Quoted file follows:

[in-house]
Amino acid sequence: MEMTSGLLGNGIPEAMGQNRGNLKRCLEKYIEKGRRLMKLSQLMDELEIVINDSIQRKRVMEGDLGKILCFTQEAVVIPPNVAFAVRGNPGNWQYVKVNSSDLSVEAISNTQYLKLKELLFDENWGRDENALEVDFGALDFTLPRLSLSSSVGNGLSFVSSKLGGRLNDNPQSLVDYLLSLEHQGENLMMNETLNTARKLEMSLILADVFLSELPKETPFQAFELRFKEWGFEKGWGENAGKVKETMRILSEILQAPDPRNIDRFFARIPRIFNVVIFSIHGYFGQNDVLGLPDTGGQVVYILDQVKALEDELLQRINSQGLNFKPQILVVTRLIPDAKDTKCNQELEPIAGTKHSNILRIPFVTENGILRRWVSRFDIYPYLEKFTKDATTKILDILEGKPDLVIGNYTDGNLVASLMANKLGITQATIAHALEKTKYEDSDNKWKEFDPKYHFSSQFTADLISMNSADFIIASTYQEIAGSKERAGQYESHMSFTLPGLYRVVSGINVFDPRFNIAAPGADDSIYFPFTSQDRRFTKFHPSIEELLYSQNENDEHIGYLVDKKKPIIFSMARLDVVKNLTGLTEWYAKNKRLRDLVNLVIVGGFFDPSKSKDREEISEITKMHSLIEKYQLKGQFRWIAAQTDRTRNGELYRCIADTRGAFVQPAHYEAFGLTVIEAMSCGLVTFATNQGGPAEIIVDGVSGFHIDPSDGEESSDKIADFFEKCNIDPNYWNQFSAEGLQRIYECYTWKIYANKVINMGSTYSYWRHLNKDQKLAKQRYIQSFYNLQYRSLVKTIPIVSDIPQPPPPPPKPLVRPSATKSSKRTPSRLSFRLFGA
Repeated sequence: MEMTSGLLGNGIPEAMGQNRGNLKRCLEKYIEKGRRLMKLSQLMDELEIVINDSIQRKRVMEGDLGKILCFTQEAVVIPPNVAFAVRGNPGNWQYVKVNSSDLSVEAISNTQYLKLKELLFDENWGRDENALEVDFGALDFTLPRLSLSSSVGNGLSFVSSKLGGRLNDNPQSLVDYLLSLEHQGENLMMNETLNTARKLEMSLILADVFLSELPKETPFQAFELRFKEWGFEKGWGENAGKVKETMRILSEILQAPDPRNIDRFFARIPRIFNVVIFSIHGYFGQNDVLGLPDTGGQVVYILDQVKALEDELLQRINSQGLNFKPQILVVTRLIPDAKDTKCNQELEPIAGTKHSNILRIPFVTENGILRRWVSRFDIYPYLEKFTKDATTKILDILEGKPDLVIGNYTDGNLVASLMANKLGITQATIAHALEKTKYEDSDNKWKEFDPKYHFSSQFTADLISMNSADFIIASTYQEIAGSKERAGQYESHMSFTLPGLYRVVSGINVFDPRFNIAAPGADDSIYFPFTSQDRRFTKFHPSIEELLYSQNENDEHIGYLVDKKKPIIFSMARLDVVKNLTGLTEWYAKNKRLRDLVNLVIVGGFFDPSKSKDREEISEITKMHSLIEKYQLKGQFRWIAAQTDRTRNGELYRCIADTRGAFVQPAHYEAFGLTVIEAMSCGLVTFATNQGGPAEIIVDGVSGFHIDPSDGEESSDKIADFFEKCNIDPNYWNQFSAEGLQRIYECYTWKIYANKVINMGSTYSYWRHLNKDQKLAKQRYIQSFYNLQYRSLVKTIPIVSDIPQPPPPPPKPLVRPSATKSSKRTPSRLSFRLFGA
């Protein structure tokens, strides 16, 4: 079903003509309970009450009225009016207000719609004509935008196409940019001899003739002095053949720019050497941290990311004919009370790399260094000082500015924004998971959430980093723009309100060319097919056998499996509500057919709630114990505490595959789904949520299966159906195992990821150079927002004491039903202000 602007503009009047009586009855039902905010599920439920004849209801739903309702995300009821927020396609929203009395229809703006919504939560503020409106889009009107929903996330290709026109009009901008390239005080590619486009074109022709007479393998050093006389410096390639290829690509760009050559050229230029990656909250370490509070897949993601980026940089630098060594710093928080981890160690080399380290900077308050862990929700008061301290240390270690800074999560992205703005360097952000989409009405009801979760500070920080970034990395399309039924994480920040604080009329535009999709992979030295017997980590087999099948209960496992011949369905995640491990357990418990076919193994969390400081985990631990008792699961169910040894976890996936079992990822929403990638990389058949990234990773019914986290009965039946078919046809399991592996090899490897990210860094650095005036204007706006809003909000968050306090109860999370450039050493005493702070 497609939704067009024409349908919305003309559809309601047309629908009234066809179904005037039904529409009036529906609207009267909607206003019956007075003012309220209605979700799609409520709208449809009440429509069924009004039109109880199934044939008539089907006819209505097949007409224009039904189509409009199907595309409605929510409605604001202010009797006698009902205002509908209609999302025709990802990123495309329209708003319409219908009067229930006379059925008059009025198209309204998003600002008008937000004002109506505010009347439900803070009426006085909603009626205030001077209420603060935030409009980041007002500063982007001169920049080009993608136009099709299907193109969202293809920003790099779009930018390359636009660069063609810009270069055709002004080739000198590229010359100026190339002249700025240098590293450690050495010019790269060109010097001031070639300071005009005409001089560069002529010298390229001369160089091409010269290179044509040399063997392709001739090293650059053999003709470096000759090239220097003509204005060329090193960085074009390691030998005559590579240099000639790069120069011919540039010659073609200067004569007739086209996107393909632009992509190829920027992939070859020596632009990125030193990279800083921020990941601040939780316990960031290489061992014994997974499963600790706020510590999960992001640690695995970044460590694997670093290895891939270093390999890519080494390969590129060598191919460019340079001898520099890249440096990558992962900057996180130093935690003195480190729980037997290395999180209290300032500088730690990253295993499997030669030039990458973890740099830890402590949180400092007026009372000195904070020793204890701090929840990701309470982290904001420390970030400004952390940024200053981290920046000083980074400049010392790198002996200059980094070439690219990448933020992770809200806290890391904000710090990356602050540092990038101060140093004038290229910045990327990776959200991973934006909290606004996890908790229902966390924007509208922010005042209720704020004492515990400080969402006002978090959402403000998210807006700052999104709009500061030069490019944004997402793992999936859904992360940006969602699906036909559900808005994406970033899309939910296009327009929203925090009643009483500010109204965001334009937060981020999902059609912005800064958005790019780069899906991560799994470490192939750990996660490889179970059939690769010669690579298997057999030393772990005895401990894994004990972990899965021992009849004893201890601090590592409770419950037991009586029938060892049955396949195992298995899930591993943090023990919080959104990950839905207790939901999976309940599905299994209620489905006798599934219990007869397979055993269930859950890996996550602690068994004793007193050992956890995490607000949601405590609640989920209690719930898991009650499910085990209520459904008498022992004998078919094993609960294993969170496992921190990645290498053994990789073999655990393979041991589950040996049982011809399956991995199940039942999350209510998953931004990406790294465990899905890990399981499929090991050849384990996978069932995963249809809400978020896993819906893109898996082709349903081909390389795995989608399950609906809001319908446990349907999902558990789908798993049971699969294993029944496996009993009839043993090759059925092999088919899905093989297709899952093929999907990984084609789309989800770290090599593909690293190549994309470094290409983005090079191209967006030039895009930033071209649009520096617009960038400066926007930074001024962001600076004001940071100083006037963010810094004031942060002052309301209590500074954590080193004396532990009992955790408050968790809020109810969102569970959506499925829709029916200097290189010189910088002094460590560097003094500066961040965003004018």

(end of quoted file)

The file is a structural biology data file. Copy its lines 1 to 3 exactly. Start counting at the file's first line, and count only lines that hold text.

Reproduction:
[in-house]
Amino acid sequence: MEMTSGLLGNGIPEAMGQNRGNLKRCLEKYIEKGRRLMKLSQLMDELEIVINDSIQRKRVMEGDLGKILCFTQEAVVIPPNVAFAVRGNPGNWQYVKVNSSDLSVEAISNTQYLKLKELLFDENWGRDENALEVDFGALDFTLPRLSLSSSVGNGLSFVSSKLGGRLNDNPQSLVDYLLSLEHQGENLMMNETLNTARKLEMSLILADVFLSELPKETPFQAFELRFKEWGFEKGWGENAGKVKETMRILSEILQAPDPRNIDRFFARIPRIFNVVIFSIHGYFGQNDVLGLPDTGGQVVYILDQVKALEDELLQRINSQGLNFKPQILVVTRLIPDAKDTKCNQELEPIAGTKHSNILRIPFVTENGILRRWVSRFDIYPYLEKFTKDATTKILDILEGKPDLVIGNYTDGNLVASLMANKLGITQATIAHALEKTKYEDSDNKWKEFDPKYHFSSQFTADLISMNSADFIIASTYQEIAGSKERAGQYESHMSFTLPGLYRVVSGINVFDPRFNIAAPGADDSIYFPFTSQDRRFTKFHPSIEELLYSQNENDEHIGYLVDKKKPIIFSMARLDVVKNLTGLTEWYAKNKRLRDLVNLVIVGGFFDPSKSKDREEISEITKMHSLIEKYQLKGQFRWIAAQTDRTRNGELYRCIADTRGAFVQPAHYEAFGLTVIEAMSCGLVTFATNQGGPAEIIVDGVSGFHIDPSDGEESSDKIADFFEKCNIDPNYWNQFSAEGLQRIYECYTWKIYANKVINMGSTYSYWRHLNKDQKLAKQRYIQSFYNLQYRSLVKTIPIVSDIPQPPPPPPKPLVRPSATKSSKRTPSRLSFRLFGA
Repeated sequence: MEMTSGLLGNGIPEAMGQNRGNLKRCLEKYIEKGRRLMKLSQLMDELEIVINDSIQRKRVMEGDLGKILCFTQEAVVIPPNVAFAVRGNPGNWQYVKVNSSDLSVEAISNTQYLKLKELLFDENWGRDENALEVDFGALDFTLPRLSLSSSVGNGLSFVSSKLGGRLNDNPQSLVDYLLSLEHQGENLMMNETLNTARKLEMSLILADVFLSELPKETPFQAFELRFKEWGFEKGWGENAGKVKETMRILSEILQAPDPRNIDRFFARIPRIFNVVIFSIHGYFGQNDVLGLPDTGGQVVYILDQVKALEDELLQRINSQGLNFKPQILVVTRLIPDAKDTKCNQELEPIAGTKHSNILRIPFVTENGILRRWVSRFDIYPYLEKFTKDATTKILDILEGKPDLVIGNYTDGNLVASLMANKLGITQATIAHALEKTKYEDSDNKWKEFDPKYHFSSQFTADLISMNSADFIIASTYQEIAGSKERAGQYESHMSFTLPGLYRVVSGINVFDPRFNIAAPGADDSIYFPFTSQDRRFTKFHPSIEELLYSQNENDEHIGYLVDKKKPIIFSMARLDVVKNLTGLTEWYAKNKRLRDLVNLVIVGGFFDPSKSKDREEISEITKMHSLIEKYQLKGQFRWIAAQTDRTRNGELYRCIADTRGAFVQPAHYEAFGLTVIEAMSCGLVTFATNQGGPAEIIVDGVSGFHIDPSDGEESSDKIADFFEKCNIDPNYWNQFSAEGLQRIYECYTWKIYANKVINMGSTYSYWRHLNKDQKLAKQRYIQSFYNLQYRSLVKTIPIVSDIPQPPPPPPKPLVRPSATKSSKRTPSRLSFRLFGA